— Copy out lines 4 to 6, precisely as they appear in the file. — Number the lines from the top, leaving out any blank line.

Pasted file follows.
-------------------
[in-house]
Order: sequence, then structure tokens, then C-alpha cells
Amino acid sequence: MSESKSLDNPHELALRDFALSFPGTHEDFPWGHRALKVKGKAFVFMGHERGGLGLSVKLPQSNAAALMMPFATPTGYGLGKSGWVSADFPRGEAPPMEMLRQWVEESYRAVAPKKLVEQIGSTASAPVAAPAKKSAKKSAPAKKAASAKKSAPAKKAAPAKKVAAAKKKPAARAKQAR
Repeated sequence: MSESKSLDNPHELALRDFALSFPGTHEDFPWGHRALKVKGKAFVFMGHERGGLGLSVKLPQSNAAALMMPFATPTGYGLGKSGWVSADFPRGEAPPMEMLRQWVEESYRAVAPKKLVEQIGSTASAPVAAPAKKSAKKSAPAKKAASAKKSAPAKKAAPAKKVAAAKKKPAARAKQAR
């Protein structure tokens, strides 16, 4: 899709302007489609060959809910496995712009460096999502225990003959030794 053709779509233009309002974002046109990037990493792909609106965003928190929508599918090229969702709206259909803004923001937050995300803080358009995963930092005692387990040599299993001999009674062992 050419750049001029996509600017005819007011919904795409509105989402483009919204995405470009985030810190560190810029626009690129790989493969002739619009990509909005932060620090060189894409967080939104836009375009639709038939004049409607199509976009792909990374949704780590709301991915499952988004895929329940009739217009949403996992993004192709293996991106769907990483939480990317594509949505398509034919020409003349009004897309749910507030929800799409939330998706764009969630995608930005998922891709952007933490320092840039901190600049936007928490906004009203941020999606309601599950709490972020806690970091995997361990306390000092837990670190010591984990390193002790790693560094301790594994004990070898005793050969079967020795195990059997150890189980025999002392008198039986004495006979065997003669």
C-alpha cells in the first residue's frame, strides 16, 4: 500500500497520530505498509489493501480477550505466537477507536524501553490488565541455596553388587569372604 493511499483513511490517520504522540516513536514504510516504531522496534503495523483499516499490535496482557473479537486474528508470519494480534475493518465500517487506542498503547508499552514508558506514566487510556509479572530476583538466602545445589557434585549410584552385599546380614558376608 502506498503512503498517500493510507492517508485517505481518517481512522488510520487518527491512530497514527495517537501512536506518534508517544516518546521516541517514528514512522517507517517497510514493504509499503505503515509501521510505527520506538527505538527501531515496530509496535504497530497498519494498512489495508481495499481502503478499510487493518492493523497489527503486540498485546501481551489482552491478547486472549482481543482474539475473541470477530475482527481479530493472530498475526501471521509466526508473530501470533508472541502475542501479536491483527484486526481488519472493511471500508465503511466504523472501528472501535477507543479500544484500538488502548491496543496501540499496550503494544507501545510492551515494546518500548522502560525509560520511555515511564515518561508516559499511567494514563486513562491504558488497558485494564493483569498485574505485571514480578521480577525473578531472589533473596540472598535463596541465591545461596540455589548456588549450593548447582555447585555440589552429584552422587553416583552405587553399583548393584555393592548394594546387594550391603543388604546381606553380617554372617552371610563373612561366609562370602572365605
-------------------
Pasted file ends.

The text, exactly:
Repeated sequence: MSESKSLDNPHELALRDFALSFPGTHEDFPWGHRALKVKGKAFVFMGHERGGLGLSVKLPQSNAAALMMPFATPTGYGLGKSGWVSADFPRGEAPPMEMLRQWVEESYRAVAPKKLVEQIGSTASAPVAAPAKKSAKKSAPAKKAASAKKSAPAKKAAPAKKVAAAKKKPAARAKQAR
């Protein structure tokens, strides 16, 4: 899709302007489609060959809910496995712009460096999502225990003959030794 053709779509233009309002974002046109990037990493792909609106965003928190929508599918090229969702709206259909803004923001937050995300803080358009995963930092005692387990040599299993001999009674062992 050419750049001029996509600017005819007011919904795409509105989402483009919204995405470009985030810190560190810029626009690129790989493969002739619009990509909005932060620090060189894409967080939104836009375009639709038939004049409607199509976009792909990374949704780590709301991915499952988004895929329940009739217009949403996992993004192709293996991106769907990483939480990317594509949505398509034919020409003349009004897309749910507030929800799409939330998706764009969630995608930005998922891709952007933490320092840039901190600049936007928490906004009203941020999606309601599950709490972020806690970091995997361990306390000092837990670190010591984990390193002790790693560094301790594994004990070898005793050969079967020795195990059997150890189980025999002392008198039986004495006979065997003669």
C-alpha cells in the first residue's frame, strides 16, 4: 500500500497520530505498509489493501480477550505466537477507536524501553490488565541455596553388587569372604 493511499483513511490517520504522540516513536514504510516504531522496534503495523483499516499490535496482557473479537486474528508470519494480534475493518465500517487506542498503547508499552514508558506514566487510556509479572530476583538466602545445589557434585549410584552385599546380614558376608 502506498503512503498517500493510507492517508485517505481518517481512522488510520487518527491512530497514527495517537501512536506518534508517544516518546521516541517514528514512522517507517517497510514493504509499503505503515509501521510505527520506538527505538527501531515496530509496535504497530497498519494498512489495508481495499481502503478499510487493518492493523497489527503486540498485546501481551489482552491478547486472549482481543482474539475473541470477530475482527481479530493472530498475526501471521509466526508473530501470533508472541502475542501479536491483527484486526481488519472493511471500508465503511466504523472501528472501535477507543479500544484500538488502548491496543496501540499496550503494544507501545510492551515494546518500548522502560525509560520511555515511564515518561508516559499511567494514563486513562491504558488497558485494564493483569498485574505485571514480578521480577525473578531472589533473596540472598535463596541465591545461596540455589548456588549450593548447582555447585555440589552429584552422587553416583552405587553399583548393584555393592548394594546387594550391603543388604546381606553380617554372617552371610563373612561366609562370602572365605